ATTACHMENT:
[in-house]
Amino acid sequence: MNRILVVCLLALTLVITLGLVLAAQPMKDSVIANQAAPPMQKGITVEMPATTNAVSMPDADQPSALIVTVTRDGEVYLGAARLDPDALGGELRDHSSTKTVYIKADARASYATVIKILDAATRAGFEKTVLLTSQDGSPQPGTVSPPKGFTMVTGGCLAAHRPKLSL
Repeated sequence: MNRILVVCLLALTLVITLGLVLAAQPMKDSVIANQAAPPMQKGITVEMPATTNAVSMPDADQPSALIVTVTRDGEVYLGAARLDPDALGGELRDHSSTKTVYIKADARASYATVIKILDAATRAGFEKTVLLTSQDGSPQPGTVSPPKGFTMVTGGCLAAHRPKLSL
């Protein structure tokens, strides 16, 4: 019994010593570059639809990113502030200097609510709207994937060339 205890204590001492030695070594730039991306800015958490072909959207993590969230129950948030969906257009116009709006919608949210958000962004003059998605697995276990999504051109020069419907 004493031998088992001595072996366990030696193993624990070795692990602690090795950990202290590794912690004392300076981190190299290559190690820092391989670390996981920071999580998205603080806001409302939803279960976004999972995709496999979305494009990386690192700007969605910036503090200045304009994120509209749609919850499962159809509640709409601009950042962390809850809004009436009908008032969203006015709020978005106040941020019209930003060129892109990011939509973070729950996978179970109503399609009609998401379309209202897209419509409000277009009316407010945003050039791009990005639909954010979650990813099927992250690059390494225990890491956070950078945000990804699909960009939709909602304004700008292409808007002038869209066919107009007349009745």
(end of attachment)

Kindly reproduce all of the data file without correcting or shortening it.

[in-house]
Amino acid sequence: MNRILVVCLLALTLVITLGLVLAAQPMKDSVIANQAAPPMQKGITVEMPATTNAVSMPDADQPSALIVTVTRDGEVYLGAARLDPDALGGELRDHSSTKTVYIKADARASYATVIKILDAATRAGFEKTVLLTSQDGSPQPGTVSPPKGFTMVTGGCLAAHRPKLSL
Repeated sequence: MNRILVVCLLALTLVITLGLVLAAQPMKDSVIANQAAPPMQKGITVEMPATTNAVSMPDADQPSALIVTVTRDGEVYLGAARLDPDALGGELRDHSSTKTVYIKADARASYATVIKILDAATRAGFEKTVLLTSQDGSPQPGTVSPPKGFTMVTGGCLAAHRPKLSL
């Protein structure tokens, strides 16, 4: 019994010593570059639809990113502030200097609510709207994937060339 205890204590001492030695070594730039991306800015958490072909959207993590969230129950948030969906257009116009709006919608949210958000962004003059998605697995276990999504051109020069419907 004493031998088992001595072996366990030696193993624990070795692990602690090795950990202290590794912690004392300076981190190299290559190690820092391989670390996981920071999580998205603080806001409302939803279960976004999972995709496999979305494009990386690192700007969605910036503090200045304009994120509209749609919850499962159809509640709409601009950042962390809850809004009436009908008032969203006015709020978005106040941020019209930003060129892109990011939509973070729950996978179970109503399609009609998401379309209202897209419509409000277009009316407010945003050039791009990005639909954010979650990813099927992250690059390494225990890491956070950078945000990804699909960009939709909602304004700008292409808007002038869209066919107009007349009745």